Depression under the second definition is a potentially disabling or fatal condition. Several serious, combined symptoms, causing observable struggles with daily functioning, will occur most of the day most days for at least two weeks before a clinician will diagnose major depression.

Every one of us has nights we wish we did not have to wake up in the morning. Grief, burnout, and bad days are part of life.  Yet most people will never experience anything more than these blues. This is why  understanding the difference is beneficial as you care for your loved one who is majorly depressed.  

Insight into personal boundaries helps you and your loved one cope

Thoughtfully established boundaries protect you from losing peace of mind. Contrary to a familiar definition of “lines in the sand,” boundaries are not about stopping someone else’s negativity or demands. Think about it – you have no control over other people’s choices or over external events. None.   

Your power begins when you draw a circle around yourself. Ask, “What will I allow in here with me? What will I accept from others? What will I carry, and how will I respond?” 

Healthy boundaries are not selfish! They are doable and successful. Compassionate Boundaries, a nine-part series of posts, shows the way.  As you develop your yeses and nos, freedom will surprise you.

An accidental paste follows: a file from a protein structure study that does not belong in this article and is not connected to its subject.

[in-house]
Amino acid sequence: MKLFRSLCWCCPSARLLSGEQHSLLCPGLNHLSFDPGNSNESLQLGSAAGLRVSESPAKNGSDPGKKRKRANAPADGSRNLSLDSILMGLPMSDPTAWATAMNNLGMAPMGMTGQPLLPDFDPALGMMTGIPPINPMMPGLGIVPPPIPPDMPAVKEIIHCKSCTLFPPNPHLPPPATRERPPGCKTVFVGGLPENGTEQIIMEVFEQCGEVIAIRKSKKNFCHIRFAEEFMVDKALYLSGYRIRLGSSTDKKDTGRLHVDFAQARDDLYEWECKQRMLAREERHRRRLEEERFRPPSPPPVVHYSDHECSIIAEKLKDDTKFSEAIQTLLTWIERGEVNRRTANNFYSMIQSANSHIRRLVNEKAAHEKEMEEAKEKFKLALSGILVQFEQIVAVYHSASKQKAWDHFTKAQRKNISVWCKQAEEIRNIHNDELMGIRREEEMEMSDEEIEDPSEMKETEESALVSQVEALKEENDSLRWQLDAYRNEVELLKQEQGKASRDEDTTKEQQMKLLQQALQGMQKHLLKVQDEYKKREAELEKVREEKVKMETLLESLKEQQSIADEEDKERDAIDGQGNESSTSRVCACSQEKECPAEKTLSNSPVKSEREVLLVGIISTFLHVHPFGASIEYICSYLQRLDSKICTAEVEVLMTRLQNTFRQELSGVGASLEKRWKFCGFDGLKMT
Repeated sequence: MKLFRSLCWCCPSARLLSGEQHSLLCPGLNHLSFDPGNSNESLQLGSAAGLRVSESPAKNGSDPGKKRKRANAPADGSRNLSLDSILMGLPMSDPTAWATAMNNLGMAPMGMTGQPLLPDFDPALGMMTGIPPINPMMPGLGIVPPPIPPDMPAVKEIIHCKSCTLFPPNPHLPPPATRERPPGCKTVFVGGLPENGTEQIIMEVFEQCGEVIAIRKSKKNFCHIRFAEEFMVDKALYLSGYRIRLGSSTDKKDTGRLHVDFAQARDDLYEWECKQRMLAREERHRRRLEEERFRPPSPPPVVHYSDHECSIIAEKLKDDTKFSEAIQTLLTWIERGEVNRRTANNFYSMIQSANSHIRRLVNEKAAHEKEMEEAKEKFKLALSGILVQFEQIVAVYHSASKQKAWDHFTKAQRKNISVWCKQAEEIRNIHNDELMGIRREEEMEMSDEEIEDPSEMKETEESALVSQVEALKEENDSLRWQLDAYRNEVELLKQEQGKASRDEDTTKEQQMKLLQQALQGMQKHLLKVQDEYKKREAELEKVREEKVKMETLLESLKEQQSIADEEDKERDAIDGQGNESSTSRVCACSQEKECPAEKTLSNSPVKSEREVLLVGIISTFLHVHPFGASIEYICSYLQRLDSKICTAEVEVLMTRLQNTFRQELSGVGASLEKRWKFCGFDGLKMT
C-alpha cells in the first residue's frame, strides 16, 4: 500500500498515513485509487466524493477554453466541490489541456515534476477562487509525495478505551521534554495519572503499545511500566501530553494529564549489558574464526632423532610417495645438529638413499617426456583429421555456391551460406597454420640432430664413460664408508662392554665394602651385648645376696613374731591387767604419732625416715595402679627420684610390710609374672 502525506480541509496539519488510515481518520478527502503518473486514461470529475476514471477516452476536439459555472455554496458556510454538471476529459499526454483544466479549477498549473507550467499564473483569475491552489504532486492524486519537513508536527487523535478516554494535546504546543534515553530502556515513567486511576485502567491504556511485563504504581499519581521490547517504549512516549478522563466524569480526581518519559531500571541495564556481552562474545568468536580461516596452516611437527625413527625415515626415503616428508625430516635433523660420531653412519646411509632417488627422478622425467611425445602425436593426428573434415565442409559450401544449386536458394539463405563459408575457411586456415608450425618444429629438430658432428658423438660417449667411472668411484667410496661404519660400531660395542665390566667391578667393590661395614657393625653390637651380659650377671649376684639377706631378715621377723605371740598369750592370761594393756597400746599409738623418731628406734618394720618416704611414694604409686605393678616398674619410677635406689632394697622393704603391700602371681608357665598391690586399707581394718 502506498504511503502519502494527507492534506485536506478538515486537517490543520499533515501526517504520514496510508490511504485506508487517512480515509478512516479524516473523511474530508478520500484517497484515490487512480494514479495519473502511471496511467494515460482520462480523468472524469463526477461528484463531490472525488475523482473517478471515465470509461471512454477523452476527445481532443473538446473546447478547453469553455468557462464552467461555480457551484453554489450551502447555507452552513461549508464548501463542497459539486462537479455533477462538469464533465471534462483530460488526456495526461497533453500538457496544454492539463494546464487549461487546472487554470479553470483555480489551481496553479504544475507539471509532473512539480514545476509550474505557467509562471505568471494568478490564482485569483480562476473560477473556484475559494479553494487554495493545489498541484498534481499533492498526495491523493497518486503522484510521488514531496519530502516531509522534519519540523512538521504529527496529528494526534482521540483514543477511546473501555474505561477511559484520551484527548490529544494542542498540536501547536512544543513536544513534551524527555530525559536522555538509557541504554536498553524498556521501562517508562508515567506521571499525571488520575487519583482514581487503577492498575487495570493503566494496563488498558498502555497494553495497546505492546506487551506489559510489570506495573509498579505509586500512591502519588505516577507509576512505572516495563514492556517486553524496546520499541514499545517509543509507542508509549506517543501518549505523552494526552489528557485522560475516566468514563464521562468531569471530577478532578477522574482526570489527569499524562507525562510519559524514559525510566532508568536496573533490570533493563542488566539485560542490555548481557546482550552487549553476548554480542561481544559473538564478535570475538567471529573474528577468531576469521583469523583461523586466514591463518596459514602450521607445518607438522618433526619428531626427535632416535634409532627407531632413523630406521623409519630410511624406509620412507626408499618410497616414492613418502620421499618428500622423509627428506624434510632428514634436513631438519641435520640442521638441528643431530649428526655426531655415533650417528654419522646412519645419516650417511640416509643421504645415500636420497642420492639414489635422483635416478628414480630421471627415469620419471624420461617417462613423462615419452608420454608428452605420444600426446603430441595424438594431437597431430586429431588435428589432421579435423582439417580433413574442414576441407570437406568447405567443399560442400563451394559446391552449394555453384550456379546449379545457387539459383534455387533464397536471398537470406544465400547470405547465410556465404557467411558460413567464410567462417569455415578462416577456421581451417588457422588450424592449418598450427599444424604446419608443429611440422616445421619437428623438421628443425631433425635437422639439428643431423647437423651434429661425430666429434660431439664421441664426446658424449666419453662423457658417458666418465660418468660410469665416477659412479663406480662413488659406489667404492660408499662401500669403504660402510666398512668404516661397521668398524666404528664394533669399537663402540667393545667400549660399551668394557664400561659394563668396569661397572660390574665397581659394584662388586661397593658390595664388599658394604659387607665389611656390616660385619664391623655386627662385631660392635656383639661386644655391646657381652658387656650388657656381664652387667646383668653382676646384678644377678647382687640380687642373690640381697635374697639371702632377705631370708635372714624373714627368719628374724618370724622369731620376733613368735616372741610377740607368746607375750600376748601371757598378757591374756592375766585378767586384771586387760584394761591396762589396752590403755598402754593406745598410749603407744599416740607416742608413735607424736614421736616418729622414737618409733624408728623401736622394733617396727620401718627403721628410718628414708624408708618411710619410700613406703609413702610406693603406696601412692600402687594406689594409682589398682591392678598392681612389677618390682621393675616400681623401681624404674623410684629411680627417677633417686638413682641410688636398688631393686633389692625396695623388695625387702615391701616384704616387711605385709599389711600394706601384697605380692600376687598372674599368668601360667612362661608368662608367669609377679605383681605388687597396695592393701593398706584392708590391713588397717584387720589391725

Meanwhile, boundaries based on realistic limitations protect you from burnout. You remain present and able to help your depressed loved one without resentment.  

Insight into what to do or say heals your fear

We want to do what is right. Stigma and myths cause us to hesitate out of fear of saying or doing the wrong thing. The gold standard of support is letting  one who struggles know you care. 

No, talking about depression does not make it worse. No, your loved one cannot snap out of it.  Yes, professional treatment works for most people. Yes, you can confidently know what to do if a person speaks of suicide. Yes, you have many options. 

Non-critical acceptance is important. Scolding does not help. Invitations, gifts, acts of service and more, provide some water in the wilderness of depression. Anything you have to offer matters, even if you think it is little.